Alice Hoffman aficionados are well acquainted with the novelist's obsession with the magical, mystical moods of Mother Nature—the blackbird with a broken heart, the river with a secret, the ice storm without remorse. The Third Angel, her latest work—following Blackbird House, The River King and The Ice Queen, to name a few—places Hoffman at perhaps the pinnacle of her bountiful literary talents.

Like many of her previous novels, The Third Angel explores the dark side of love, the blissful dream turned nightmare, where the bogeyman arrives and swallows the lovebirds whole, without warning. For sisters Madeleine and Allie, preparing for Allie's wedding in London, circa 1999, the insidious struggles of sibling rivalry reach their denouement in a reckless act of betrayal. Still, Hoffman's plaintive poetic prose seems to urge readers to forgive Maddy for the transgressions against her noble—and far more likable—big sister, Allie, the author of an award-winning children's book, The Heron's Wife.

Leaving the story of Maddy and Allie behind, but not forgotten, Hoffman takes her reader by the hand, reaching back in time to visit with the Mary-Quant-clad, drug-fueled, Mick-Jagger-crazed world of London in 1966. Here, amid the needle-strewn debauchery of the once grand but fading Lion Park Hotel, we meet the innocent Frieda, a muse to budding rock star Jamie—a heroin-addicted hero with a bad case of writer's block.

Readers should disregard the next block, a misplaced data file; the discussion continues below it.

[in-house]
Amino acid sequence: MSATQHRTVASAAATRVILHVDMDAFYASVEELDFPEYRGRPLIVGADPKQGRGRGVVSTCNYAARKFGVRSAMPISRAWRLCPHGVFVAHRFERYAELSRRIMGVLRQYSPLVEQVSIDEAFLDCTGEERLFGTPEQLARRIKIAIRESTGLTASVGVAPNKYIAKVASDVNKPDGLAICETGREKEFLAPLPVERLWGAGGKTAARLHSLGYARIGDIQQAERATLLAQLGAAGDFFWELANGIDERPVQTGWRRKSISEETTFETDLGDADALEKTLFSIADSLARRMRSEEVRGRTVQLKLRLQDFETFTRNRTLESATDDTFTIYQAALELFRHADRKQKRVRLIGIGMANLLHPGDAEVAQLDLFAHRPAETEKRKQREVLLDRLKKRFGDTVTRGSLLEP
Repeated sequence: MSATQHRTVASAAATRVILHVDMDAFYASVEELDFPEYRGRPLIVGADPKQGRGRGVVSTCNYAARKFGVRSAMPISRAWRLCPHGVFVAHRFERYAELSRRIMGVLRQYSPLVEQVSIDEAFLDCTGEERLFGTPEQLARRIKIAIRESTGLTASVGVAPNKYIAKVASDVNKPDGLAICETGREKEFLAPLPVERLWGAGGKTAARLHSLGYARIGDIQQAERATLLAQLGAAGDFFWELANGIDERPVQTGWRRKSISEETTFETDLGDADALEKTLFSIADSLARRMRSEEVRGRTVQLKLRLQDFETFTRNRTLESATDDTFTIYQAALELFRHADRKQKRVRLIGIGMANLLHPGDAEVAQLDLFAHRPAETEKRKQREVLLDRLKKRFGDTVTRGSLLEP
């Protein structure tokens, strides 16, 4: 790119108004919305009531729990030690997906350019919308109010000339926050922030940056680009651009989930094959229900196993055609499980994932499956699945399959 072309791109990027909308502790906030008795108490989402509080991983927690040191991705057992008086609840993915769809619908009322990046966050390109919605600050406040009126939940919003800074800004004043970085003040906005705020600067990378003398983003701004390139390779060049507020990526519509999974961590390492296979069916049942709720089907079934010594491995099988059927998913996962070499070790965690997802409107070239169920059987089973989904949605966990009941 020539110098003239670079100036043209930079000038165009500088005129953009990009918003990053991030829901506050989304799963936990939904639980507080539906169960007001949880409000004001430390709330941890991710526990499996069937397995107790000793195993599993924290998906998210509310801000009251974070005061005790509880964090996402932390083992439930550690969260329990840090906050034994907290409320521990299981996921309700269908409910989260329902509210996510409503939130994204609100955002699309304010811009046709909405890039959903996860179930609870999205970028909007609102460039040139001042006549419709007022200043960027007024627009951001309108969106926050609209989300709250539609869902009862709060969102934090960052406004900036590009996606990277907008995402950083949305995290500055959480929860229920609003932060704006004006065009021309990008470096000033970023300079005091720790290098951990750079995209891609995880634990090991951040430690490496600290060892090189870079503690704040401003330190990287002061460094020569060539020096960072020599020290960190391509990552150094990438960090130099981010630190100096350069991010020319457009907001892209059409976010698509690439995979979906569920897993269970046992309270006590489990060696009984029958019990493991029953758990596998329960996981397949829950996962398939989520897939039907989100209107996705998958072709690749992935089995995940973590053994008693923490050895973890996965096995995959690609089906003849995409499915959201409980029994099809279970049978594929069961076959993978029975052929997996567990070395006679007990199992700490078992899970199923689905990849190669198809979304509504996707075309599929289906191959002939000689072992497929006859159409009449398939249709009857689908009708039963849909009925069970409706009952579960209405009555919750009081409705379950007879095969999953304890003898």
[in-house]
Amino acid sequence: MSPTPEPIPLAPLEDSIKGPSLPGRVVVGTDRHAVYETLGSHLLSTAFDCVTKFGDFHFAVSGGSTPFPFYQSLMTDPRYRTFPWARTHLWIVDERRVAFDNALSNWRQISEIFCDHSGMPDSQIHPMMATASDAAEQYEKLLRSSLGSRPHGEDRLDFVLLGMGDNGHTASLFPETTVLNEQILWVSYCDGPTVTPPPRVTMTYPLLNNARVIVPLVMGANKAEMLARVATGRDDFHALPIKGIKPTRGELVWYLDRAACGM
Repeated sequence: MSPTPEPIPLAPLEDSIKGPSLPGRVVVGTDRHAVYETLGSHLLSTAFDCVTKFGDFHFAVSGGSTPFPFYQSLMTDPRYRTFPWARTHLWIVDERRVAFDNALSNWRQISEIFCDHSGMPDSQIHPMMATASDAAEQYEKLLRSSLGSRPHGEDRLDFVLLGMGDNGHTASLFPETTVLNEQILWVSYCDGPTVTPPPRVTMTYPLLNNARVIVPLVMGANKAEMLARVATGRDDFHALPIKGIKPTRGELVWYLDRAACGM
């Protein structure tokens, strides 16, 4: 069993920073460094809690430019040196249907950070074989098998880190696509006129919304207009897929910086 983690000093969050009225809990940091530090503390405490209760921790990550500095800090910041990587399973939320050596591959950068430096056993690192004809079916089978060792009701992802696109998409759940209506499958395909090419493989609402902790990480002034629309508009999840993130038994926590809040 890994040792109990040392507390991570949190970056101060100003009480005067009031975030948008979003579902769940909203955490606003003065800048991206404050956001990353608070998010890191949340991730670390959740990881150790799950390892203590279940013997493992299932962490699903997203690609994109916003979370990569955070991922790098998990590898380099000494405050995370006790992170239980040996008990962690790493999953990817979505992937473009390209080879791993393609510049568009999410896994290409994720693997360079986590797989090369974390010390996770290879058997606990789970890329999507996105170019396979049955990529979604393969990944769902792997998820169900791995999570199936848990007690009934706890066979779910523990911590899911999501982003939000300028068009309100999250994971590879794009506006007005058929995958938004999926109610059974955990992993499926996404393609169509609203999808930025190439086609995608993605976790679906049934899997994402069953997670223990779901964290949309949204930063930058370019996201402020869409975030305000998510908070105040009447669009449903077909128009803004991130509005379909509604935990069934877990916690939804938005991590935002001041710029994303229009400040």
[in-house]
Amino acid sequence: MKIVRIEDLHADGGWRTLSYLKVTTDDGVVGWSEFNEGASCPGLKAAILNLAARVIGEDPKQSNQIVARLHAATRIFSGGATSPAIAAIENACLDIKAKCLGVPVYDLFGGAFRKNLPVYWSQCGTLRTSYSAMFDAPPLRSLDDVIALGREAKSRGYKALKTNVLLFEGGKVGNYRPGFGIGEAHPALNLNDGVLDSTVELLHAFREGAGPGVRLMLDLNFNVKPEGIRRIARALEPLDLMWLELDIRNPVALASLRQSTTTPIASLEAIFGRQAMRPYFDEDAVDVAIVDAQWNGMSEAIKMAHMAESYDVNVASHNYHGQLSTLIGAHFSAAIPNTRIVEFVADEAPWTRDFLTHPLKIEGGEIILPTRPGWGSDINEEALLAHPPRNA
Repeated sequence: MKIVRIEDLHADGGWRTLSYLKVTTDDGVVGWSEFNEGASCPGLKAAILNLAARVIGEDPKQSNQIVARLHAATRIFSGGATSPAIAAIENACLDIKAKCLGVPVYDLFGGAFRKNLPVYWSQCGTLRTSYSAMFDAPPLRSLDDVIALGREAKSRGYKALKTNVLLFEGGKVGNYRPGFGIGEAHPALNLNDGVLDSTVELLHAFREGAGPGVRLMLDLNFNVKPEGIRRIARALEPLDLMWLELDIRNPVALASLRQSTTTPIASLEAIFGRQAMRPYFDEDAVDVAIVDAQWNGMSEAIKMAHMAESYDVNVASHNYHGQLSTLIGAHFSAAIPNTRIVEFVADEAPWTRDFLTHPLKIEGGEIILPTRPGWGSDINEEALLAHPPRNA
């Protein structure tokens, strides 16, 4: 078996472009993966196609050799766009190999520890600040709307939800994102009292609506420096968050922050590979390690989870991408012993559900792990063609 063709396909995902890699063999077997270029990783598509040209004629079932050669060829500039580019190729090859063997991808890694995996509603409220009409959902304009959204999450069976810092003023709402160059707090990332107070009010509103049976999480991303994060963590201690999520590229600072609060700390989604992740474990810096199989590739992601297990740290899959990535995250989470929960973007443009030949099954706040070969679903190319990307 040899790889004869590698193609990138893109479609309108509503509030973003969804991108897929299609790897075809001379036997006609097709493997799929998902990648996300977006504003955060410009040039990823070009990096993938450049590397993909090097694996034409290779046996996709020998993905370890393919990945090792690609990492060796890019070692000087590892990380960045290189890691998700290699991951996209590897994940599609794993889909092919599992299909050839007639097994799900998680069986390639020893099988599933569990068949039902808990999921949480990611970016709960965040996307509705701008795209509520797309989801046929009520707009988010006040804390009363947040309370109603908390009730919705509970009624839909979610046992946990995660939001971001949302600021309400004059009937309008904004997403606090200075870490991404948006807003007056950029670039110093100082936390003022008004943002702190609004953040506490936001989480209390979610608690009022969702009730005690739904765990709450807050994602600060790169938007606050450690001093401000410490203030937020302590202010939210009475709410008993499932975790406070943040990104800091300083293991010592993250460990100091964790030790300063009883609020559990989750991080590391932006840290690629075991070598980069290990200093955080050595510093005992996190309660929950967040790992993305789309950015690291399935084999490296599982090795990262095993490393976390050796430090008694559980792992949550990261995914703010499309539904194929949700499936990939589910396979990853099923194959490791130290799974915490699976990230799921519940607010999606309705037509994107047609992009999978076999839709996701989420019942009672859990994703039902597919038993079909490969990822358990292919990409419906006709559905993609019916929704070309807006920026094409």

Finally, The Third Angel travels back to 1952, where the disparate threads of this fateful tale are bound and interwoven. This tragically vibrant tapestry is imbued with the novel's myriad flawed, albeit decent, characters, many of which are not human. We meet a blue heron and a white rabbit (a black humorist's nod to the ever-present specter of heroin, or perhaps an homage to Alice in Wonderland) a handsome, angry ghost and yes, a trio of angels, too.

With this novel, Hoffman once again demonstrates that the bogeyman is relentless, to be sure, but no match for the kind of love that endures the ravages of life.

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